The man making shoes works steadily at his bench. Aged and weakened by his long years in prison, he seems to be aware only of the task at hand — shoemaking — and does not even know that he has been released from prison. When asked his name, he responds, "One Hundred and Five, North Tower."When Lucie approaches him, however, she seems familiar to him, especially after he compares her hair to two golden hairs that he kept tied in a cloth around his neck. He begins remembering Lucie's mother and is confused and troubled when he hears Lucie's voice, which sounds like her mother's voice. Lucie embraces her father, comforting him as he begins to weep.
Later, Monsieur Defarge helps Mr. Lorry and Lucie to remove Doctor Manette from the city. As the coach carrying Mr. Lorry, Lucie, and Doctor Manette rumbles to the ship that will take them back to England, Mr. Lorry can't help looking at the man they have recovered and wondering if the Doctor will be able to be "recalled to life."
After eighteen years of being physically and mentally removed from the world, the Doctor has suffered greatly and appears to have lost all sense of time, place, and self. Despite the fact that he is no longer in prison, he still seems "buried alive"when you first see him. Both his mind and body are hidden from view. Even after some light enters the garret where he works, the Doctor looks more dead than alive, with his hollow face, withered body, and a hand so thin that it looks transparent. Similarly, when Monsieur Defarge and Mr. Lorry try to talk to him, his mind seems starved and wasted to the point of being able to comprehend only the most basic questions and to focus solely on his work.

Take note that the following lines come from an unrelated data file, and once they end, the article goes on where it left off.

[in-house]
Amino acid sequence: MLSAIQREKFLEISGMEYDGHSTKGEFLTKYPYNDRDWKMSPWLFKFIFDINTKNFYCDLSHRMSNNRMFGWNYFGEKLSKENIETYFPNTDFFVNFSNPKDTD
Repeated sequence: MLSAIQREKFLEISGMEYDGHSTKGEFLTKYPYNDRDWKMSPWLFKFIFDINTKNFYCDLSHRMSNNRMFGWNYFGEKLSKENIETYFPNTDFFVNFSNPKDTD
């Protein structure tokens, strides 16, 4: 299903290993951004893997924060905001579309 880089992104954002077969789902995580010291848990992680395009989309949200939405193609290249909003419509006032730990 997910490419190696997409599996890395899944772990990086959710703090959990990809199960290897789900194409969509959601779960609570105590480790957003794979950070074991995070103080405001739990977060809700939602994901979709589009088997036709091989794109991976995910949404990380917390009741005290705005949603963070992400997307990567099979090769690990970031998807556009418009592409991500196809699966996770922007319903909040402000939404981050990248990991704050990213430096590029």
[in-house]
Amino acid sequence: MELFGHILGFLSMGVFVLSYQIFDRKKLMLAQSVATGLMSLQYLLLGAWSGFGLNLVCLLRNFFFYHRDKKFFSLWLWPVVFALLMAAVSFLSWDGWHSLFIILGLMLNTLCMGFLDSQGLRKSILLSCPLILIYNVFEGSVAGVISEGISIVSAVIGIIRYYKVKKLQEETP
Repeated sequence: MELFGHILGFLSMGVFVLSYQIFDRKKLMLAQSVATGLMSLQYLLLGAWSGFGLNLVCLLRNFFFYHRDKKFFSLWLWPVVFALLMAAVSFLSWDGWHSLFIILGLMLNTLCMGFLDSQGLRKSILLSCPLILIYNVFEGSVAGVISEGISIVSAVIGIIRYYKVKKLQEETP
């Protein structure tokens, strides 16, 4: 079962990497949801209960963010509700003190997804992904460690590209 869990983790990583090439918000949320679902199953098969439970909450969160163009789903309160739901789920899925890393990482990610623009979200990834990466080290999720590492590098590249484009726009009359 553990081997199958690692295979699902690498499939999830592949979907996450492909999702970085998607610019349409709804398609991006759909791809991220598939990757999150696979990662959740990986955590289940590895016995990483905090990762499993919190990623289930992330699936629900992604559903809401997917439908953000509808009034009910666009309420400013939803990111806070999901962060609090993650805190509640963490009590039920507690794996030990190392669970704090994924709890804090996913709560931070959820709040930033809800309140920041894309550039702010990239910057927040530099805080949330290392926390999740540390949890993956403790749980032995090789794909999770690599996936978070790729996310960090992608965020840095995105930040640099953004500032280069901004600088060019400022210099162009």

Just as light enters the garret to reveal the Doctor physically, contact with Lucie seems to awaken part of the Doctor's mind and memories. The images of light and dark that run through A Tale of Two Cities are especially apparent in this chapter. As Dickens literally and symbolically depicts the resurrection of the Doctor, the Doctor is drawn out of the darkness of his imprisonment and into the light of life. For instance, when for a moment the Doctor seems to nearly recognize Mr. Lorry, Dickens describes his returning blankness of expression as "a black mist"or as "darkness."
Meanwhile, Lucie's face mirrors his fleeting expression of awareness "as though it had passed like a moving light from him to her."When Lucie goes to sit next to her father, his attention falls on her golden hair. He shows her his wife's golden hairs that he has kept with him and, concentrating, "turned her full to the light and looked at her."Later, when father and daughter embrace, "his cold white head mingled with her radiant hair, which warmed and lighted it as though it were the light of Freedom shining on him."The warmth and love of his daughter are strong enough to bring Doctor Manette back from the cold, colorless place his mind retreated to during his years of imprisonment.
The melodramatic sentimentality of Lucie's speeches to her father somewhat spoil the poignant reunion scene between the Doctor and Lucie. "Weep for it, weep for it!"she exclaims, and modern readers struggle not to roll their eyes or laugh aloud. However, keep in mind that the Victorians greatly enjoyed this type of melodrama, and when Lucie cried out, "Weep for it,"Dickens' readers wept.
One hundred and five, North Tower Doctor Manette's designation in the Bastille.
pallet bed a small bed or pad filled as with straw and used directly on the floor
the box the driver's seat of a coach.
adieu French for "farewell."